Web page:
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Will Lost ETS Revenue Result In $800 Million Hole In Tax Cut Plan And New Borrowing?

Recent price falls in the New Zealand market for carbon credits leaves the Government facing the prospect of a significant loss of revenue from carbon auctions this year. The March financial statements from Treasury highlight lower-than-expected revenue from the Emissions Trading Scheme (ETS) due to a drop in the price of New Zealand Units (NZU) from $70.00 to $58.35 compared to forecast, and the price has deteriorated further to below $50 since then. One of the most closely watched numbers in the Budget forecasts will be the updated estimates from Treasury of the latest price drop on Crown revenue, particularly as revenue raised from ETS auctions is earmarked to fund the Government’s tax cut program.

This year the ETS auctions will sell 14.1 million NZUs, with a reserve price of $64/NZU. If bids do not reach the reserve no NZUs will sell and if demand is low, the auction can partially clear at the reserve price, leaving some NZUs unsold that will roll forward to the next auction in the schedule. Clearly, with prices hovering in the mid-$40 range it is much cheaper for emitters to buy their NZUs on the open market rather than at the auctions. This raises the very real prospect of either a significant reduction in revenue if each auction only sells some or all of the NZUs available at the minimum price versus a higher price, or a total failure of the auction with the result that the Crown receives no revenue at all. In 2023 all four ETS auctions failed and Crown revenue was zero. In the latest auction in March 2024 only some of the NZUs available sold and all sold at the minimum price. Market commentators are picking the June auction to fail under the current market and predict significant risk of failure for all auctions this year.

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This is the result of a loss of confidence in the Government’s management of the ETS, heightened by an ambiguous consultation on annual settings for the ETS auctions in 2025-2029 that suggested lowering prices at auctions and gave no clear indication of the Government’s goals for reducing the oversupply of NZUs that has accumulated over meany years and is damping prices and will make reducing emissions harder in the long term. The Climate Commission published their annual advice on ETS auction settings in March, with a clear direction to reduce NZU supply at future auctions and to maintain prices at current levels. This should be the default outcome unless the Minister provides reasons for not following that advice; in this case, the Government’s consultation gave a muddled response and, remarkably, introduced the idea of reducing auction reserve prices without any hint of what those new prices might be, any reason for the price change or any evidence to support why this was necessary. Lower prices only benefit emitters and reduce the incentives to lower emissions. A Cabinet decision to modify the Climate Commission’s advice in 2022 was the reason all auctions failed in 2023, so the current situation in which the Minister seems to be second-guessing the Commission’s advice resulting in a collapse in market confidence was entirely predictable.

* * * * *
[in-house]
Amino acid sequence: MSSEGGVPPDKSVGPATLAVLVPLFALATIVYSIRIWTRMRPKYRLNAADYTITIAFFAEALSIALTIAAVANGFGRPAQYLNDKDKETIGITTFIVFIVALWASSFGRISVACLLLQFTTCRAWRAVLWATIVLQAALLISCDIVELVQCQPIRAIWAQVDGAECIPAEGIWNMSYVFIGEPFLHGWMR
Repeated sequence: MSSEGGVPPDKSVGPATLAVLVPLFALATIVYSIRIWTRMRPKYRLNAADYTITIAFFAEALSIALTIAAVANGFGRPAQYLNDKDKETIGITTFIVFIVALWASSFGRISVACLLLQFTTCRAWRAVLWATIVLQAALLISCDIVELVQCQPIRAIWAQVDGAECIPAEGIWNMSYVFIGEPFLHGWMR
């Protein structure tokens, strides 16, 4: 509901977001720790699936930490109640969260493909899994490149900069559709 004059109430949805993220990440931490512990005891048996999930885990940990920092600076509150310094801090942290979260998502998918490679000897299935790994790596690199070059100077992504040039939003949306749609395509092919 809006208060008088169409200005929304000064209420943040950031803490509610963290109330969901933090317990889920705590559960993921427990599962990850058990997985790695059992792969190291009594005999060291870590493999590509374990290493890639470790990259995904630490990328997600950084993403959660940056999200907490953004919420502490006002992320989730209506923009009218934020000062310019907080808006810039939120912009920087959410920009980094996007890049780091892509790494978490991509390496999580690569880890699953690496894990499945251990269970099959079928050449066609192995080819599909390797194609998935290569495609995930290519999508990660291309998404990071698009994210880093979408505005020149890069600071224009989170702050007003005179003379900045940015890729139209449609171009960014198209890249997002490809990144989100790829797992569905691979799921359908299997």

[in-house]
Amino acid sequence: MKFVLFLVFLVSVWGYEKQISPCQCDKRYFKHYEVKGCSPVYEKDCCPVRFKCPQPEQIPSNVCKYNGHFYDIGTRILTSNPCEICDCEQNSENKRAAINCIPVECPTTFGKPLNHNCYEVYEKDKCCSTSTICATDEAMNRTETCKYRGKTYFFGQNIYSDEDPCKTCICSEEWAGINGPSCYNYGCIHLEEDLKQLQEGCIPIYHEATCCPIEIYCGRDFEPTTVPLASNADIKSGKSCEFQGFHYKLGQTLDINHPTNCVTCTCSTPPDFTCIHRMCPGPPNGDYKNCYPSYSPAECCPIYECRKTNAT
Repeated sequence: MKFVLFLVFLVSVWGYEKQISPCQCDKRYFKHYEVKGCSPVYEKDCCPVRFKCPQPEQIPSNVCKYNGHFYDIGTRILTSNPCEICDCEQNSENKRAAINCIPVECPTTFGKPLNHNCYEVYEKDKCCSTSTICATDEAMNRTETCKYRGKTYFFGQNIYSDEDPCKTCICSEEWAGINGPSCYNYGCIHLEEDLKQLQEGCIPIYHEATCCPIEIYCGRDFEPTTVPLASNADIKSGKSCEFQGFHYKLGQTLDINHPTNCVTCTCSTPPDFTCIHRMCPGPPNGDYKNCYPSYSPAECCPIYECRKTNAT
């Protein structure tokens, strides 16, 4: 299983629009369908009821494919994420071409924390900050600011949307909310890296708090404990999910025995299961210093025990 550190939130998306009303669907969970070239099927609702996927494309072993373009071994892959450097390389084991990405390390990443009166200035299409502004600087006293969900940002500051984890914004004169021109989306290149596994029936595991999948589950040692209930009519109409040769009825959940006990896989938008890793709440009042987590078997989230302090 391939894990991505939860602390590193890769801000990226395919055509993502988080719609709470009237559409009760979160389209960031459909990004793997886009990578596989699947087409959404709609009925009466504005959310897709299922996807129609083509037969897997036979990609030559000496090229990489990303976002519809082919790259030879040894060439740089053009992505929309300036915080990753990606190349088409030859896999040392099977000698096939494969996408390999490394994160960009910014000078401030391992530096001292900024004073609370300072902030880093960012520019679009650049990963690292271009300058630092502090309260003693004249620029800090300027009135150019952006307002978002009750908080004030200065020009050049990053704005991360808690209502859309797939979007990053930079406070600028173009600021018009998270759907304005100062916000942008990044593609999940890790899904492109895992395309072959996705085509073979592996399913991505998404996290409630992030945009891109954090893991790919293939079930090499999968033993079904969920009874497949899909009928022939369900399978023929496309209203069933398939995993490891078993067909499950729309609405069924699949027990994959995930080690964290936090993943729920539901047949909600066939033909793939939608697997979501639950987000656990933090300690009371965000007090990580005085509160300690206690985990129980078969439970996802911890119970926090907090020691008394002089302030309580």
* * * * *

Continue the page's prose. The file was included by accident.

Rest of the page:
Changing the settings on the ETS usually passes without comment but in this case, the Government is facing an own goal of lost revenue due to their mismanagement of a tightly controlled market in which the Minister sets the minimum price, controls NZU supply and the Crown is the single largest trader of NZUs. At around $1 billion of revenue per year, this is a significant earner for the Crown. If the ETS auctions remaining for 2024 all fail, the Crown will miss out on an estimated $800 million (at $70/NZU, which was Treasury’s forecast price earlier this year). If even half of the available NZUs sell at the minimum price, in a similar partial clearance as in the March auction, the loss is more than $350 million. This money is set aside to fund the tax cut program and the numbers are so large that they cannot be covered by other ‘unders and overs’ in Crown revenue, so the question is, will this shortfall lead to increased borrowing to pay for tax cuts?

The impact of this loss of carbon revenue will be revealed in updated Budget forecasts but the real crunch will be the next ETS auction in June. If the Minister continues with the current approach of allowing the market to operate in a vacuum regarding forward auction volumes and the long term ambition for the ETS, which is now the Government’s key (and only) tool for meeting our climate targets, this auction will likely fail and a major financial hole will open up in Crown revenue. The Government has shown urgency in addressing other issues but so far climate change hasn’t been treated as an urgent problem; this might change if the loss of $800 million puts the upcoming Budget at risk.

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